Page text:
from the beginning they have to1 would lie ome lower. The chick is
-cratch for it. the exercise will lip said t i be its own thermometer and
good for them loiter this litter may1 suited to its need, provided that tern
be changed to cut straw, if it iijperature ran be found within the
I more convenient 1 bioodcr hou-e. As they grow older
When the chic ks are a week or ten the temperature bet suited to them
days old, a dry. finely ground mash may h a little lower, even as low as
j may be put before them all the time.! degrees, by the time they are four
i in a small feeder or box where thcyior five weeks old. Too muc h heat
I i nn get it at will It may be ni-c-jcaues their vital ty to be lowered,
essary to take it from their sightj while too much cold will chill them
f.,r a portion of the day, if they, nnd stunt their growth, if not even
! seem to eat too much of it. Here cmisii g their death,
i the judgment i f the feeder can de- If the temperature Is kept well
ride. Sue h a mash may le made by regulated, the chick are well fed and
mixing three rounds of wheat bran, proper rare is given to sanitation, the
rpilK exact priiicliile which causes
niauni't to take hold of metul and
cling to (hem with it force which over
comes the principle of gravity Is, like
electricity, one of the unsolved mys
teries of nature. W't merely know
unit a piece of In n which haa been
electrically trentc-d will at 1 1 act ami
hold vurloiis other inetnls. Tlie force
which It exerts we chII "iniigiieliNlii"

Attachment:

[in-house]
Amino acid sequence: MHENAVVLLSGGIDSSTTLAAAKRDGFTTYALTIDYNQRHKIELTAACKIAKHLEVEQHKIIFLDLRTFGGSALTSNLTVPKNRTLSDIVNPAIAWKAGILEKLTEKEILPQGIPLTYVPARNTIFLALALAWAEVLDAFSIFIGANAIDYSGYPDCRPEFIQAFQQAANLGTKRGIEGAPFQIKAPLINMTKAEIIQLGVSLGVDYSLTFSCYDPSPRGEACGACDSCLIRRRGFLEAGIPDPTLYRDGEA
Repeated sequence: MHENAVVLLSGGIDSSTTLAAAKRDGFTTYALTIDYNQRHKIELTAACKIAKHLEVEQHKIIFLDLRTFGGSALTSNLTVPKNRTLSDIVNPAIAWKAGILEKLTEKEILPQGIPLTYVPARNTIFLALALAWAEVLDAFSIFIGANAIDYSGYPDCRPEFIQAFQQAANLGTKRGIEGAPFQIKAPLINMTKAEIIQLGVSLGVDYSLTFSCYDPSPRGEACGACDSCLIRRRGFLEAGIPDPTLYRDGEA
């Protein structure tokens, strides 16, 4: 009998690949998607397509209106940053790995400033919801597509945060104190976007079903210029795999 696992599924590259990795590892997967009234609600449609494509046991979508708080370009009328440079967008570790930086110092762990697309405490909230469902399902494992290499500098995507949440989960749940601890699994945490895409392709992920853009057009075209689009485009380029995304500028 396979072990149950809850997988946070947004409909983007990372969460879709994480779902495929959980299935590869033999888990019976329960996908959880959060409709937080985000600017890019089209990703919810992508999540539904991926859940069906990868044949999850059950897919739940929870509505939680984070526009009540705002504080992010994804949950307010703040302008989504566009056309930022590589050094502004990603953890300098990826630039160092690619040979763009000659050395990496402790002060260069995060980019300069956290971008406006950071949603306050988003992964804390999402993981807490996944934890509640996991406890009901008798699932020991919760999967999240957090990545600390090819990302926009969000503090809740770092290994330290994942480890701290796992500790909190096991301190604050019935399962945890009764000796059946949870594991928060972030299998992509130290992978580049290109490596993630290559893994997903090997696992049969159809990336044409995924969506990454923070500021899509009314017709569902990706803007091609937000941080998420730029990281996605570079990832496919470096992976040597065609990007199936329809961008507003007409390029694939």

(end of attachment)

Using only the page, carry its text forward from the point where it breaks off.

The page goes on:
and let II go nt that 'Juki an we
speak of "electricity," "pel soliallty"
uud "radio activity. " all of which are
forces which puzzle uc ien. e nnd. up
to this time, have defied u clear ex
plauution. The most logical explana
tion would appear to be Unit an elec
trically Ironled ploce of Iron give off
a loree uihiIol'oiis to that given off by
il piece of radium in that it will af
fect oilier piece of llletul without
materially lessening Its own power.
The niiiiie M.ciitiet Is derived from
the mineral "inimiiollte" and thin, la
turn, In so culled hecuuse II WHS Itrwt
discovered In Magticaiu. Magnetite Is
a liatun.l magnet, of which the load
tone In one of the heel ktiona varie
ties. (OipvrlKht )
A dollar Is worth 10 cents more at
retail meat market now than It
was a year ago. hut If you ran put
It In the bank Instead of In the meat
market. It wilt probably be worth
more at both place In another year.
It I noted that the announcement
that men' clothes this year will lie
"conervatlve, but with beautiful lines,"
does not say that they will follow the